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Dominguez-Schugt v. State

United States District Court, W.D. Wisconsin

November 5, 2019

VINCENT DOMÍNGUEZ-SCHUGT, MARIO DOMÍNGUEZ-BURGUETTE, ROSWITHA DOMÍNGUEZ, STEPHAN DOMÍNGUEZ, and SULI DOMÍNGUEZ, Plaintiffs,
v.
STATE OF WISCONSIN, COUNTY OF DUNN, TOWN OF WESTON, BARRETT BRENNER, ERIC KLEVEN, NICHOLAS P. LANGE, BRENT D. SKINNER, CINDY WANG, JENNIFER A. STEINMEYER, JENNY NYHUS, MEGAN MITTLESTADT, DORIS MEYER, CINDY KOPP, CALVIN CHRISTIANSON, DENNIS P. SMITH, JULIE A. WATHKE, and BRAD D. SCHIMEL, Defendants.

          ORDER

          JAMES D. PETERSON DISTRICT JUDGE

         Family members Vincent Domínguez-Schugt, Mario Domínguez-Burguette, Roswitha Domínguez, Stephan Domínguez, and Suli Domínguez jointly brought this lawsuit in which they alleged that defendants harmed them in a variety of ways, in particular alleging that defendant government officials failed to recognize unregistered transfers of real estate between the plaintiffs. I granted defendants' motions to dismiss the case because plaintiffs had no plausible federal claims for relief, and I declined to exercise jurisdiction over any of plaintiffs' state-law claims. Dkt. 49. Judgment was entered February 21, 2019. Dkt. 50.

         Plaintiffs have filed a letter in which they object to the form of the judgment. Dkt. 53. They contend that it is invalid because it contains an electronic “” signature from the clerk of court, see Dkt. 50, and they ask for a handwritten signed version. But the federal rules and this court's procedures allow for electronic signatures by both parties and the court. See Fed. R. Civ. P. 5(d)(3) (“A court may, by local rule, allow papers to be filed, signed or verified by electronic means that are consistent with any technical standards established by the Judicial Conference of the United States.”); W.D. Wis. Local R. 5 (requiring electronic filing of papers); W.D. Wis. Admin. Procedure V.A (“Any order filed electronically has the same force and effect as a paper order with a handwritten signature.”). So the current judgment is valid. I will deny plaintiffs' motion.

         In my order dismissing the case, I granted the county defendants' motion for sanctions under Federal Rule of Civil Procedure 11. Dkt. 49. I directed those defendants to submit an itemized accounting of its reasonable expenses and I gave plaintiffs a chance to object.

         The county defendants submitted billing invoices for attorney fees totaling $12, 030- 80.2 hours of work at $150 an hour. Dkt. 51-1. Plaintiffs did not file an objection or suggest that they are unable to pay a sanction award. The county defendants responded to the lack of objection by filing a motion asking the court to enter a sanctions order for the full amount. Dkt. 54.

         Defendants' $150 hourly rate is reasonable, but I cannot accept all of the entries in defendants' billing record. Several entries are partially redacted, including all of the entries from the December 2018 record, when briefing had already been completed and the case was under advisement to the court, making it unclear what defendants would have been working on at that point. I'll strike the redacted entries, leaving the total bill at $11, 280.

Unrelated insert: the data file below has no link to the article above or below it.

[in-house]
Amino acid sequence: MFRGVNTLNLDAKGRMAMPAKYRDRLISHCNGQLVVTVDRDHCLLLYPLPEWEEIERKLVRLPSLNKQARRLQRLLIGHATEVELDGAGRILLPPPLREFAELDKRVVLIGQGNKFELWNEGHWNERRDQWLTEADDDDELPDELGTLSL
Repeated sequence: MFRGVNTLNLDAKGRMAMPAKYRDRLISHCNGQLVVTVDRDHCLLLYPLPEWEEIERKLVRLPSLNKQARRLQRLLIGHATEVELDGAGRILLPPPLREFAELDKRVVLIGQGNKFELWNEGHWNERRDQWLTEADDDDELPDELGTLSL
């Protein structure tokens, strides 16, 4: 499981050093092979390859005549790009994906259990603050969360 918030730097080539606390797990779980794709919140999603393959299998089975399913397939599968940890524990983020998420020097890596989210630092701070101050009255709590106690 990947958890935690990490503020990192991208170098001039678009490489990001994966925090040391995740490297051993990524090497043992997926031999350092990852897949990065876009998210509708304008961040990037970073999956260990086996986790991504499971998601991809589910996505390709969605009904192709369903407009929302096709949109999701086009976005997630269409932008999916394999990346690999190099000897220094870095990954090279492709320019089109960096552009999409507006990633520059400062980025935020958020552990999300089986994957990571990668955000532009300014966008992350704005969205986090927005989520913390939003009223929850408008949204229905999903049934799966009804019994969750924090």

Given plaintiffs' relatively voluminous, albeit frivolous, filings, the remaining fee amount is not obviously unreasonable as a calculation of counsel's efforts in this case. Nonetheless, defendants are not automatically entitled to the full amount of attorney fees. Under Rule 11(c)(4), a sanction “must be limited to what suffices to deter repetition of the conduct or comparable conduct by others similarly situated, ” and I can direct plaintiffs to pay defendants all of the attorney fees or part of them. “A Rule 11 sanction is not meant to reimburse opposing parties for their costs of defense.” Anderson v. Cnty. of Montgomery, 111 F.3d 494, 502 (7th Cir. 1997) (emphasis in original), overruled on other grounds by DeWalt v. Carter, 224 F.3d 607 (7th Cir. 2000); see also Johnson v. A.W. Chesterton Co., 18 F.3d 1362, 1366 (7th Cir. 1994). There's no reason to think that the full amount of fees here is necessary to deter this group of pro se filers from filing frivolous lawsuits in the future; this court's electronic records do not show any previous filings-frivolous or not-from plaintiffs. See Rule 11, Advisory Committee's Notes (1993 Amendments) (noting that “in deciding whether to impose a sanction or what sanctions would be appropriate, ” factors to consider include whether conduct “was part of a pattern of activity” or “whether the person has engaged in similar conduct in other litigation”).

         To deter plaintiffs from engaging in further frivolous litigation, I will order sanctions in the amount of $4, 000-roughly a third of the county defendants' fees and ten times the filing fee already paid by plaintiffs. Should plaintiffs follow up with further frivolous cases, they may face more substantial sanctions.

         ORDER

         IT IS ORDERED that:

         1. Plaintiffs' motion for a new judgment with handwritten signature, Dkt. 53, is DENIED.

         2. The county defendants' motion to enter a sanctions order, Dkt. 54, is GRANTED. Those defendants are awarded $4, 000 ...


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